How many times must a fair die be rolled in order for there to be less than 1% chance that the mean of the scores differ from 3.5 by more than 0.1?

The answer is $n≥1936$, but how do you get to this answer?

  • $\begingroup$ Did you try to determine the formula for the confidence interval? $\endgroup$ – user3371583 Apr 4 '15 at 13:17
  • $\begingroup$ How do I do that? $\endgroup$ – Andrew Apr 4 '15 at 13:27
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    $\begingroup$ If $X$ is the number of faces showing on one roll, then $E(X) = 3.5$ and you need to find $V(X)$, and from it $V(\bar X)$. Also, assume $\bar X$ is normal. $\endgroup$ – BruceET Apr 5 '15 at 9:37

Find mean and variance for one fair die. Let $X$ be the number of faces showing on one fair die. $$\mu = E(X) = (1 + 2 + \cdots + 6)/6 = [6(7)/2]/6 = 7/2 = 3.5,$$ where we have used the formula that the sum of the first $n$ integers is $n(n+1)/2.$ Also, $$E(X^2) = (1^2 + 2^2 + \cdots + 6^2)/6 = \frac{6(7)(13)/6}{6} = 91/6,$$ where we have used the formula that the sum of the first $n$ squares is $n(n+1)(2n+1)/6.$ Then $$ \sigma^2 = V(X) = E(X^2) - \mu^2 = \frac{91}{6} - \frac{49}{4} \frac{182 - 147}{12} = 35/12.$$ There are, of course, other methods of finding $\mu$ and $\sigma^2.$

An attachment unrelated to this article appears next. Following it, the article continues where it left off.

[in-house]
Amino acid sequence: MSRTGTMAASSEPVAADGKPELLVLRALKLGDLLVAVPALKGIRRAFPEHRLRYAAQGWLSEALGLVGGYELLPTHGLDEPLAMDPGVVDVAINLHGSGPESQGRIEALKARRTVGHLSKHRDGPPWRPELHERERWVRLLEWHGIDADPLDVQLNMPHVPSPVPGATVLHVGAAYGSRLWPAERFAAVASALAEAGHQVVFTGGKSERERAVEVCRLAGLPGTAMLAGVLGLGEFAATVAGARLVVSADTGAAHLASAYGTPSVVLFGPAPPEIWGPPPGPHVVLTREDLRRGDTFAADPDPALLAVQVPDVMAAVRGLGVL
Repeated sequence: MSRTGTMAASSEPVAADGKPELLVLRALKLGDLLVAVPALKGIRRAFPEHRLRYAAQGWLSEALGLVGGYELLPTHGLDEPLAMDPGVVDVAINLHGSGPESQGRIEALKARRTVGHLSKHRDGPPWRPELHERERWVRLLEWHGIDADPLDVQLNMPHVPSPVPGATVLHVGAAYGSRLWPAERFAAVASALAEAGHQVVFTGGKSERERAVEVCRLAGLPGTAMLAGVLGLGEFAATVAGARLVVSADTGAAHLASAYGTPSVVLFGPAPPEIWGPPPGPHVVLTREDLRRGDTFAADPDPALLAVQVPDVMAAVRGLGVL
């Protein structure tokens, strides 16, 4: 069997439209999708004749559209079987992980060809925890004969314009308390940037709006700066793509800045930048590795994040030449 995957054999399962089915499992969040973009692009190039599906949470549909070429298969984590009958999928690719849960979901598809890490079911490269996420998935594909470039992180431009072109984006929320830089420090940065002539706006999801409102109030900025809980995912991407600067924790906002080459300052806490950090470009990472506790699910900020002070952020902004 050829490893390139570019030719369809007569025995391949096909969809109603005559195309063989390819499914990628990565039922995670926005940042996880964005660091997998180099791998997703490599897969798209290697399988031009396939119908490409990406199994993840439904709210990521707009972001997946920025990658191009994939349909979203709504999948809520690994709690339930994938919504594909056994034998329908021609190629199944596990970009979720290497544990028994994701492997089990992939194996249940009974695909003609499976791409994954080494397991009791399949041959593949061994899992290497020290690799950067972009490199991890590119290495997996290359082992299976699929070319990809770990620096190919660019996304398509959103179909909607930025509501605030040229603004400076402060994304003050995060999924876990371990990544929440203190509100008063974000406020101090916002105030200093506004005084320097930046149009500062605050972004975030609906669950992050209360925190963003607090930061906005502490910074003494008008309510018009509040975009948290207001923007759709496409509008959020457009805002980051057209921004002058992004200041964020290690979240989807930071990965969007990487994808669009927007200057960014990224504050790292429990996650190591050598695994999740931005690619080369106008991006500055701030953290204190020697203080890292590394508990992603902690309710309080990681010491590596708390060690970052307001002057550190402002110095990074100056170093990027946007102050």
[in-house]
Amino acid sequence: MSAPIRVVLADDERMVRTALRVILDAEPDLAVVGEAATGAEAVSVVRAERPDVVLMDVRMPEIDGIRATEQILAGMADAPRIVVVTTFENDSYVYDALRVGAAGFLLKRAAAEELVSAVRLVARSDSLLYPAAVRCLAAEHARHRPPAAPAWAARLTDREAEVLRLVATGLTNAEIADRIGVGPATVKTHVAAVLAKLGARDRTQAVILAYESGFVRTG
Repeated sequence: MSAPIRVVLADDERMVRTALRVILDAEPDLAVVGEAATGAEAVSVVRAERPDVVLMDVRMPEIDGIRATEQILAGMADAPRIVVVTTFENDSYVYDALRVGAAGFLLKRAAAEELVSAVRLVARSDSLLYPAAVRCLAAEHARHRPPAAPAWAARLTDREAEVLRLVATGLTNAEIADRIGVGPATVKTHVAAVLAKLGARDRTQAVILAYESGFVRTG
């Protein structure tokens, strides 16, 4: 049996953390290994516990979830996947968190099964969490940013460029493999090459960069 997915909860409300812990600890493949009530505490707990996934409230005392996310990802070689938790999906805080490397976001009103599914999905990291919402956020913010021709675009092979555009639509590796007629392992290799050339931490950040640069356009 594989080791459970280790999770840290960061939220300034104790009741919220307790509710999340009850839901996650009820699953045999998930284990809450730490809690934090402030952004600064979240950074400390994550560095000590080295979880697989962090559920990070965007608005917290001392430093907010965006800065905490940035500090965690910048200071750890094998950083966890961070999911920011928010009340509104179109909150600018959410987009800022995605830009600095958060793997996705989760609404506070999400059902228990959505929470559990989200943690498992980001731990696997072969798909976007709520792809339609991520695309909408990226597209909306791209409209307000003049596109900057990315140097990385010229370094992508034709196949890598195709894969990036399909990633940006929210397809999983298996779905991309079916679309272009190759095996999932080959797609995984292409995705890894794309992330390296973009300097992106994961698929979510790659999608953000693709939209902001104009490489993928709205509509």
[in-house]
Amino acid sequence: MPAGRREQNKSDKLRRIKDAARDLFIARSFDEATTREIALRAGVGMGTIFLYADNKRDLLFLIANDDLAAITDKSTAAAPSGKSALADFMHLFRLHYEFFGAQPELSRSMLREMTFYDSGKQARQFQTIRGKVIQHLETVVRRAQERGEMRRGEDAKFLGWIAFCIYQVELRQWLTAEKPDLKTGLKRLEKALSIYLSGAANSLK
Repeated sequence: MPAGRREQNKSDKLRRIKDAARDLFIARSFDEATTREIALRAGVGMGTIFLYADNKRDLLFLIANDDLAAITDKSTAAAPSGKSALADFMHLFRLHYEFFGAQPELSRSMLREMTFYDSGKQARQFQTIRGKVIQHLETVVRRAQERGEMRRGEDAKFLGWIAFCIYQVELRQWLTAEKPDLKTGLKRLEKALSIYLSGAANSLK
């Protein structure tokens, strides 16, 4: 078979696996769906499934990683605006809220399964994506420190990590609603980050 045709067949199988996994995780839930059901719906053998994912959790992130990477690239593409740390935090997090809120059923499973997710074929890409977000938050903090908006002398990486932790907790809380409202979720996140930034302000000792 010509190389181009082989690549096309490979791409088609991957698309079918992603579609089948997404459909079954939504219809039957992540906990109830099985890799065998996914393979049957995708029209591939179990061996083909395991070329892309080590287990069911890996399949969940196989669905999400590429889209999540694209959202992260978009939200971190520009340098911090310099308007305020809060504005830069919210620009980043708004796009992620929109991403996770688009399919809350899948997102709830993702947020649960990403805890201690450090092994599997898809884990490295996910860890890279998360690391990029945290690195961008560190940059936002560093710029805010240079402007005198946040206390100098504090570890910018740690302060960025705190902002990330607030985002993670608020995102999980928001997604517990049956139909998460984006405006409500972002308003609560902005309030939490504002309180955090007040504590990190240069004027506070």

Find the mean and variance for the average of $n$ dice. For the average $\bar X_n$ on $n$ rolls of a die, we have $$\mu_n = E[(X_1 + X_2 + \dots + X_n)/n] = n\mu/n = \mu.$$ and, because we assume the $n$ rolls of the die are independent, $$\sigma^2_n = V[(X_1 + X_2 + \dots + X_n)/n] = n\sigma^2/n^2 = \sigma^2/n.$$

Assume the average is normally distributed. If $n$ is even moderately large the Central Limit Theorem indicates that $\bar X_n$ has approximately the normal distribution with mean $\mu_n = 7/2$ and variance $\sigma_n^2 = \sigma^2/n = \frac{35}{12n}.$

Thus, upon standardizing (here, dividing by $\sigma_n$), we have $$P\{-0.1 < \bar X_n - 7/2 < 0.1\} \approx P\{-0.1\sqrt{12n/35} < Z < 0.1\sqrt{12n/35} \},$$ where $Z$ is standard normal. Because we want this probability to equal $.01 = 1\%,$ we note that $P\{-2.576 < Z < 2.576\} = 0.1.$

So in order to find the desired $n,$ we set $2.576 = 0.1\sqrt{12n/35},$ solve for $n$ and round up to the nearest integer. This gives the claimed answer $n = 1936$.

  • $\begingroup$ Some of this may already be in your textbook, and you may have to fill in some gaps. If anything is unclear, leave a comment. $\endgroup$ – BruceET Apr 5 '15 at 18:44
  • $\begingroup$ The law of large numbers indicates nothing about the distribution of $\bar X_n$ except that $\bar X_n\to\mu$ almost surely. $\endgroup$ – Did Apr 5 '15 at 19:04
  • $\begingroup$ @Did. Thanks. Wrote it before coffee. Changing it to CLT. $\endgroup$ – BruceET Apr 5 '15 at 20:20
  • $\begingroup$ @Did Doesn't it say that it approaches a degenerate distribution? $\endgroup$ – JohnK Apr 5 '15 at 20:24
  • $\begingroup$ @JohnK: If 'it' refers to the LLN of my pre-coffee blunder, then Yes. If 'it' refers to the CLT of the edited version, then No. Very roughly speaking, the LLN has $n$ in the denominator and the CLT has $\sqrt{n}$ in the denominator. Two fundamentally different limits result. $\endgroup$ – BruceET Apr 5 '15 at 22:13

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